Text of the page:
Article/ Polisse: To Serve and Protect

Maïwenn’s compelling third feature looks at the work of Paris’ Child Protection Agency

By Ian Haydn Smith

Crime pays in cinema. Handsomely. Film is as perfect a platform as the novel for detailing the nefarious activities of the underworld. It also excels at profiling the work of the law enforcement officers intent on catching criminals. And for every great crime film, there is an equally impressive police procedural.

Maïwenn’s Polisse depicts the activities of the Child Protection Unit in Paris. The writer-director herself plays Melissa, a photojournalist commissioned to document the work of the day shift. She witnesses a group of individuals coping with some of the worst crimes against society’s most innocent victims. The officers are pushed to the limit, often taking their angst out on each other. But the cases they deal with also draw them together into a closely-knit group, to which Melissa becomes inextricably linked.

Polisse (a child’s misspelling of the word ‘police’) continues the long lineage of criminal investigation dramas in cinema. A cursory glance may lead one to believe that they have been dominated by America. Landmark films include The Naked City (1948), Jules Dassin’s account of criminal life on the streets of New York. There is also In the Heat of the Night (1967), The French Connection (1971), Across 110th Street (1972), The Onion Field (1979), The First Deadly Sin (1980) and, most recently, Zodiac (2007). The American director best associated with the sub-genre is Sidney Lumet, who elevated it to an art form with The Offence (1972), Serpico (1973), Q&A (1990) and his masterpiece, Prince of the City (1981).

However, the police procedural has not solely been the remit of American cinema. In the same year that Dassin – who would produce one of France’s finest crime capers with Rififi (1955) – made The Naked City, Georges Clouzot directed Quai des Orfèrvres, a riveting account of a murder investigation, which takes its title from the address of the Direction Régionale de Police Judiciaire de Paris. That same address was employed by Olivier Marchal, an ex-officer and one of the sub-genres most ardent practitioners, in 36 (2004), which saw two cops, played Daniel Auteil and Gerard Depardieu, pitted against each other. French cinema’s crime specialist Jean-Pierre Melville even entered the fray with his final film, Un Flic (1972), featuring Alain Delon as an obsessive cop chasing down a gang of ruthless bank robbers.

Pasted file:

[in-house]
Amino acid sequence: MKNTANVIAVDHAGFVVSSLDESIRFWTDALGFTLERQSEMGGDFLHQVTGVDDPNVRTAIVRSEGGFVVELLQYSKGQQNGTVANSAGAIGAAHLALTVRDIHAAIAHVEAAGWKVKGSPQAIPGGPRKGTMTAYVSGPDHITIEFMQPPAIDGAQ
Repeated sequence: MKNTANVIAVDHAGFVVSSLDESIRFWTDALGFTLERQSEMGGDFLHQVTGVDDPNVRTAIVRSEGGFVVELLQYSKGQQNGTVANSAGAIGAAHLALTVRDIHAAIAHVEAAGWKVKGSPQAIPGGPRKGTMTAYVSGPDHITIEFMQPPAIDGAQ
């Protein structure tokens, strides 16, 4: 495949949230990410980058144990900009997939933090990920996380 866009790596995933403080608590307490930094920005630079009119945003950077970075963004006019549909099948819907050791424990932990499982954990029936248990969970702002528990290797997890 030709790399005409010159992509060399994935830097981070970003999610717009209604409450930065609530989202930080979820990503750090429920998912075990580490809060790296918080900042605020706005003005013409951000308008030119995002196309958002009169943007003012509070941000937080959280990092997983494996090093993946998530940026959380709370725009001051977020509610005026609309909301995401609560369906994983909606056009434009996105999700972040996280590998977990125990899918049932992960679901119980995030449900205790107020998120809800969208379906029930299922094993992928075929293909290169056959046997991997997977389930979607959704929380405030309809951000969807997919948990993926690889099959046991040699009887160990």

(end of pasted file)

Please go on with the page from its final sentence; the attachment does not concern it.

The sub-genre has long been the staple of mainstream television. And in recent years, American shows such as The Wire, and the CSI, NCIS and Law and Order franchises have met their match in successful French (Spiral, Flics, Braquo), Swedish (Wallander), Italian (Inspector Montalbano) and Danish (The Killing) exports. In response, cinema has experimented with the format, resulting in such original works as Corneliu Porumboiu’s Police, Adjective (2009), Baran bo Odar’s The Silence (2010) and Nuri Bilge Ceylan’s visually striking and narratively daring Cannes Grand Jury Prize winner from last year, Once Upon a Time in Anatolia.

Maïwenn’s film, which was also awarded at Cannes (Jury Prize), continues the tradition of roughly hewn policers such as Bob Swaim’s La Balance (1982) and Bertrand Tavernier’s gritty L.627 (1992). But in looking at the plight of children on the streets of the French capital, rather than vice or drugs, it forges its own unique vision of a tough and often disturbing world.

With thanks to Curzon Cinemas

Polisse screens at Cornerhouse from Fri 15 June. Book your tickets here